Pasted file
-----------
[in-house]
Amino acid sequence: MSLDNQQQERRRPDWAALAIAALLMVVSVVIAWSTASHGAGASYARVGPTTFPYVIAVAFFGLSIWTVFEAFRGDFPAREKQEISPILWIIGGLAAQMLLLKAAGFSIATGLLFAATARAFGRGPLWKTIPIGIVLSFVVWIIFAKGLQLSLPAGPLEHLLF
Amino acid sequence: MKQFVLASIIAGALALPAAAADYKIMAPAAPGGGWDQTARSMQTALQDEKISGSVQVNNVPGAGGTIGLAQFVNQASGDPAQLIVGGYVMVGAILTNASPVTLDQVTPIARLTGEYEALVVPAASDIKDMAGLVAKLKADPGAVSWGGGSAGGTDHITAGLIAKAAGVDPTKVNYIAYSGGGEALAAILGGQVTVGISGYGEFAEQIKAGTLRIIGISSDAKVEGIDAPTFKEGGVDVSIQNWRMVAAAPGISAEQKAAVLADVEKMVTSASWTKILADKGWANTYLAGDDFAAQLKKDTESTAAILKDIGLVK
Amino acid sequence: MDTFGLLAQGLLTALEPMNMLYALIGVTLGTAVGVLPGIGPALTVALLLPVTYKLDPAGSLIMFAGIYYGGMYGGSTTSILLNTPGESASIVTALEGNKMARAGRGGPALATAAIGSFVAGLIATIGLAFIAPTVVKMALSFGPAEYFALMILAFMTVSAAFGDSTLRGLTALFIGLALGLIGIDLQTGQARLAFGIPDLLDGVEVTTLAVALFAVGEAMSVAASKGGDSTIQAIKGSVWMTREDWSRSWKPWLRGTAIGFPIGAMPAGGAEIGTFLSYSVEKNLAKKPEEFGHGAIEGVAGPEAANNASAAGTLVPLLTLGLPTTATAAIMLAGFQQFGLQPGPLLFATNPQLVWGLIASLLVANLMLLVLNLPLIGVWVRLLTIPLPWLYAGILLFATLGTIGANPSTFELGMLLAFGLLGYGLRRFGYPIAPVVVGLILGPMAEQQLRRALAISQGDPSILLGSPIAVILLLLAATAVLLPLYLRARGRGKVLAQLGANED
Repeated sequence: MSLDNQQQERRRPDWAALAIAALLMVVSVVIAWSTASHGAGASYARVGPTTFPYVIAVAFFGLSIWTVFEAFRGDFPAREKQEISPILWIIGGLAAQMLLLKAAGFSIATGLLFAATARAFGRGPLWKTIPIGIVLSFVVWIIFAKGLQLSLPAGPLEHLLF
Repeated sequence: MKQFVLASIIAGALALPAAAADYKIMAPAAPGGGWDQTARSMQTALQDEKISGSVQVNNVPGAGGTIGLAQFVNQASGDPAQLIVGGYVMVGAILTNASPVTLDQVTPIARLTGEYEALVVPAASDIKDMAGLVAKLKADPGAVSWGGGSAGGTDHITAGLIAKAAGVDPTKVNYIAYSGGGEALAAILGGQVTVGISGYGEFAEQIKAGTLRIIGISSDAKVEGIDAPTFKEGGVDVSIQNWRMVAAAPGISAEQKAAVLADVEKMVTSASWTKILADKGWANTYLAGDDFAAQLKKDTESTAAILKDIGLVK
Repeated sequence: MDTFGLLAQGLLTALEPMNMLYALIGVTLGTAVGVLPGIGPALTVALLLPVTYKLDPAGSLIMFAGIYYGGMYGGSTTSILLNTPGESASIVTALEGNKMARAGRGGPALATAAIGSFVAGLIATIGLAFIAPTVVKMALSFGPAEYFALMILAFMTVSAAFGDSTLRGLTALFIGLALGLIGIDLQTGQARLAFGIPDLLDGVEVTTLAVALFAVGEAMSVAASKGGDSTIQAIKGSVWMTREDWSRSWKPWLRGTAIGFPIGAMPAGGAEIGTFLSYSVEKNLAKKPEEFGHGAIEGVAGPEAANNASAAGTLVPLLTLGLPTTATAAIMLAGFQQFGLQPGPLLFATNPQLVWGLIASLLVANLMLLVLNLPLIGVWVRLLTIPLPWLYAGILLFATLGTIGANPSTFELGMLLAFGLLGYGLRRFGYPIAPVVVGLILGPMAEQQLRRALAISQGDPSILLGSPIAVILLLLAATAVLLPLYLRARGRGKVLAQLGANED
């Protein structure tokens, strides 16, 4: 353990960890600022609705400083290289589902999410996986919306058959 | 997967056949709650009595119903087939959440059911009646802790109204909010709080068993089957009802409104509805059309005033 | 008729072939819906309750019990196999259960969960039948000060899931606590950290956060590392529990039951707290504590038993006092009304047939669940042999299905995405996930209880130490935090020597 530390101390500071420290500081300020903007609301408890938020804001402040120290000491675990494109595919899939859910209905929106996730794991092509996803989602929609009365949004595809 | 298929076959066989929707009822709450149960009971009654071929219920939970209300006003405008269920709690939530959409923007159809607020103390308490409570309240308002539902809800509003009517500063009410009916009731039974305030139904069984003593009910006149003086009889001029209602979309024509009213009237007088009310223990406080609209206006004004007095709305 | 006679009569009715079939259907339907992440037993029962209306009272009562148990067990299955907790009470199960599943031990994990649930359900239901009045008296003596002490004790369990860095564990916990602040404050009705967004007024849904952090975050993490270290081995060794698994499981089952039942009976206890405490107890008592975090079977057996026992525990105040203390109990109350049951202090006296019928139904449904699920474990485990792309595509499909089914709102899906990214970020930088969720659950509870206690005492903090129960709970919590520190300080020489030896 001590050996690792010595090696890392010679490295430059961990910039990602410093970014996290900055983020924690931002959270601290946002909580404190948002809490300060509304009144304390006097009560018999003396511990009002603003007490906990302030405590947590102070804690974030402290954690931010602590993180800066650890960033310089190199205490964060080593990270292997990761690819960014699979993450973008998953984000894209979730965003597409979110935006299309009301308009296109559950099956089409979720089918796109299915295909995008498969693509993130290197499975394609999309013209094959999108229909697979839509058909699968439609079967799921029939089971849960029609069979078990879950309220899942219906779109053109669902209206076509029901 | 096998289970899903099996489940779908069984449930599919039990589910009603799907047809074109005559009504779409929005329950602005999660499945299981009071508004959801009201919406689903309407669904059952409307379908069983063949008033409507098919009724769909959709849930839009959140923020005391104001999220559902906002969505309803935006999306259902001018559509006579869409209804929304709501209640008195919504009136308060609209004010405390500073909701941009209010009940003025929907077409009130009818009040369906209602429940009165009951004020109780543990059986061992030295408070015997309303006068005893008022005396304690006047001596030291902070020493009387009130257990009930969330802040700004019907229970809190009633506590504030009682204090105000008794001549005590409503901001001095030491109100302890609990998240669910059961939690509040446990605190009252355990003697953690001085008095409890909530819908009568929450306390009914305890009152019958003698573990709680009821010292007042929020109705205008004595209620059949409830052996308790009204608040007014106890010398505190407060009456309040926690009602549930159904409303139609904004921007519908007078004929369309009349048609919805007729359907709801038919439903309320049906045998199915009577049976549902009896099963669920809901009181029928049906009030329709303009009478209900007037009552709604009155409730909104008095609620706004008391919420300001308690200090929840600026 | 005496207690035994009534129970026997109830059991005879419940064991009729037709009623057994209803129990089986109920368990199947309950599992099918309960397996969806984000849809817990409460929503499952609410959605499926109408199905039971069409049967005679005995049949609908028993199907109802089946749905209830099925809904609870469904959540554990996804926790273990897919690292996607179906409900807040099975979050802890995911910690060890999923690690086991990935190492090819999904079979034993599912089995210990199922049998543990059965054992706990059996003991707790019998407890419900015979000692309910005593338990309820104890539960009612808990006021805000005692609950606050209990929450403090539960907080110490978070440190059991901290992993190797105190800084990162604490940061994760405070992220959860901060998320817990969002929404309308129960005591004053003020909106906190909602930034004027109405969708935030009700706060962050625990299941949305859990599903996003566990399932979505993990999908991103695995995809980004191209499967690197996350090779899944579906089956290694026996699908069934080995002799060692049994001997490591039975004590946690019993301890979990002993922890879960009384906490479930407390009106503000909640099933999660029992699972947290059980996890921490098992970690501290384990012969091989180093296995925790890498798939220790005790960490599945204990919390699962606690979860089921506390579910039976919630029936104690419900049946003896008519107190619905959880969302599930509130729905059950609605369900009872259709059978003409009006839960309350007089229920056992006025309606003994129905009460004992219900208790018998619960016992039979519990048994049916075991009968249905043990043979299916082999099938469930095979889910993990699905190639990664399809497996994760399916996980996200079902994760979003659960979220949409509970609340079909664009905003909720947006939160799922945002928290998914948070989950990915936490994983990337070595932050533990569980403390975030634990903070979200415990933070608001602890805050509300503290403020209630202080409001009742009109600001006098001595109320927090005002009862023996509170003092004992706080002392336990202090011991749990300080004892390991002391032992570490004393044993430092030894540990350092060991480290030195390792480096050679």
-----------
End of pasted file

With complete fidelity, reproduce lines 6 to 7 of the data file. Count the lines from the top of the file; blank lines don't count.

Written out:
Repeated sequence: MKQFVLASIIAGALALPAAAADYKIMAPAAPGGGWDQTARSMQTALQDEKISGSVQVNNVPGAGGTIGLAQFVNQASGDPAQLIVGGYVMVGAILTNASPVTLDQVTPIARLTGEYEALVVPAASDIKDMAGLVAKLKADPGAVSWGGGSAGGTDHITAGLIAKAAGVDPTKVNYIAYSGGGEALAAILGGQVTVGISGYGEFAEQIKAGTLRIIGISSDAKVEGIDAPTFKEGGVDVSIQNWRMVAAAPGISAEQKAAVLADVEKMVTSASWTKILADKGWANTYLAGDDFAAQLKKDTESTAAILKDIGLVK
Repeated sequence: MDTFGLLAQGLLTALEPMNMLYALIGVTLGTAVGVLPGIGPALTVALLLPVTYKLDPAGSLIMFAGIYYGGMYGGSTTSILLNTPGESASIVTALEGNKMARAGRGGPALATAAIGSFVAGLIATIGLAFIAPTVVKMALSFGPAEYFALMILAFMTVSAAFGDSTLRGLTALFIGLALGLIGIDLQTGQARLAFGIPDLLDGVEVTTLAVALFAVGEAMSVAASKGGDSTIQAIKGSVWMTREDWSRSWKPWLRGTAIGFPIGAMPAGGAEIGTFLSYSVEKNLAKKPEEFGHGAIEGVAGPEAANNASAAGTLVPLLTLGLPTTATAAIMLAGFQQFGLQPGPLLFATNPQLVWGLIASLLVANLMLLVLNLPLIGVWVRLLTIPLPWLYAGILLFATLGTIGANPSTFELGMLLAFGLLGYGLRRFGYPIAPVVVGLILGPMAEQQLRRALAISQGDPSILLGSPIAVILLLLAATAVLLPLYLRARGRGKVLAQLGANED